Gout is a painful condition that can be treated. If you are seeking treatment, contact Dr. Michael A. Wood from Foot Health Institute. Our doctor will treat your foot and ankle needs.

What Is Gout?

Gout is a form of arthritis that is characterized by sudden, severe attacks of pain, redness, and tenderness in the joints. The condition usually affects the joint at the base of the big toe. A gout attack can occur at any random time, such as the middle of the night while you are asleep.

Symptoms

  • Intense Joint Pain - Usually around the large joint of your big toe, and it most severe within the first four to twelve hours
  • Lingering Discomfort - Joint discomfort may last from a few days to a few weeks
  • Inflammation and Redness -Affected joints may become swollen, tender, warm and red
  • Limited Range of Motion - May experience a decrease in joint mobility

Risk Factors

  • Genetics - If family members have gout, you’re more likely to have it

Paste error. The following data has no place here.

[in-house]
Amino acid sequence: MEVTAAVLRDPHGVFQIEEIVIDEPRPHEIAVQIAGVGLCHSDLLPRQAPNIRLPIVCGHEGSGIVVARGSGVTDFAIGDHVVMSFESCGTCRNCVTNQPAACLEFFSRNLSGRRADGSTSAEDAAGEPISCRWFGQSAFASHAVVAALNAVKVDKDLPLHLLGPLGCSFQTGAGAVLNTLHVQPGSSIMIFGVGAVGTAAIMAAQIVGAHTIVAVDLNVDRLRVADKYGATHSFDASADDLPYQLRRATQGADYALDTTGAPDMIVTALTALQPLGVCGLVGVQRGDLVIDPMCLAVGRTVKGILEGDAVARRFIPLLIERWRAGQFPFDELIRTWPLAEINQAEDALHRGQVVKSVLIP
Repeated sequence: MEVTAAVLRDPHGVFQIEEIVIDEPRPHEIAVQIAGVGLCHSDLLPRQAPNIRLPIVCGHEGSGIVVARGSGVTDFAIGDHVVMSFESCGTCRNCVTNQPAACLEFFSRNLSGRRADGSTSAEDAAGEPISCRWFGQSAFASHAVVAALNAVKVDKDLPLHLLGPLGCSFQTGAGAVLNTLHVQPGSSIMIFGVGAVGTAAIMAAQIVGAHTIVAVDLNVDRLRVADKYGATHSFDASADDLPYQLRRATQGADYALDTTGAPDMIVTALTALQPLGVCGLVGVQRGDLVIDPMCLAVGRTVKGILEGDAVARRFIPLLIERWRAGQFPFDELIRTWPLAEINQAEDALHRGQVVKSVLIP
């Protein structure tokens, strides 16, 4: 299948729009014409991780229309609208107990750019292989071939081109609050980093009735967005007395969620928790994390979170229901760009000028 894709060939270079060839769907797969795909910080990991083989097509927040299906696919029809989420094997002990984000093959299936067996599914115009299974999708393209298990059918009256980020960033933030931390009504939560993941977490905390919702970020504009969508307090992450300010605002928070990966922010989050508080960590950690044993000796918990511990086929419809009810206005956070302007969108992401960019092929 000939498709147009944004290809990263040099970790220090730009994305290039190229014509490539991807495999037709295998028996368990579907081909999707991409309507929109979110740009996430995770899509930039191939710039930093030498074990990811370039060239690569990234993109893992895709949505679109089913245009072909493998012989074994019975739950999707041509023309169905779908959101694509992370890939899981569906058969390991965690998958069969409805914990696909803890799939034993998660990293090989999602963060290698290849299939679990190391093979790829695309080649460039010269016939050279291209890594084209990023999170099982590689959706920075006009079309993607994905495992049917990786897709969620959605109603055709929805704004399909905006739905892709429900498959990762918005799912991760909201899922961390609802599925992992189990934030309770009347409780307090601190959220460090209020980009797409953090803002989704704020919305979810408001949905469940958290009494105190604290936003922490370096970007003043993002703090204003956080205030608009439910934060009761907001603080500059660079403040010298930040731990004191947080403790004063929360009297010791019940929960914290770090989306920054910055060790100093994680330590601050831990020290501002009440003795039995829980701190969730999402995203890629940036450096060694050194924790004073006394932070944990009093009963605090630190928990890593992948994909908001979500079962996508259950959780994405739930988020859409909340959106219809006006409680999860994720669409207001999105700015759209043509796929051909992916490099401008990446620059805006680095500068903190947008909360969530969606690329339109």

• Medications - Diuretic medications can raise uric acid levels
  • Gender/Age - Gout is more common in men until the age of 60. It is believed that estrogen protects women until that point
  • Diet - Eating red meat and shellfish increases your risk
  • Alcohol - Having more than two alcoholic drinks per day increases your risk
  • Obesity - Obese people are at a higher risk for gout

Prior to visiting your podiatrist to receive treatment for gout, there are a few things you should do beforehand. If you have gout you should write down your symptoms--including when they started and how often you experience them, important medical information you may have, and any questions you may have. Writing down these three things will help your podiatrist in assessing your specific situation so that he or she may provide the best route of treatment for you.

If you have any questions, please feel free to contact one of our offices located in Lansing, and Chicago, IL. We offer the newest diagnostic and treatment technologies for all your foot care needs.

Read more about Gout
Tuesday, 08 September 2020 00:00

Shoes and Pregnancy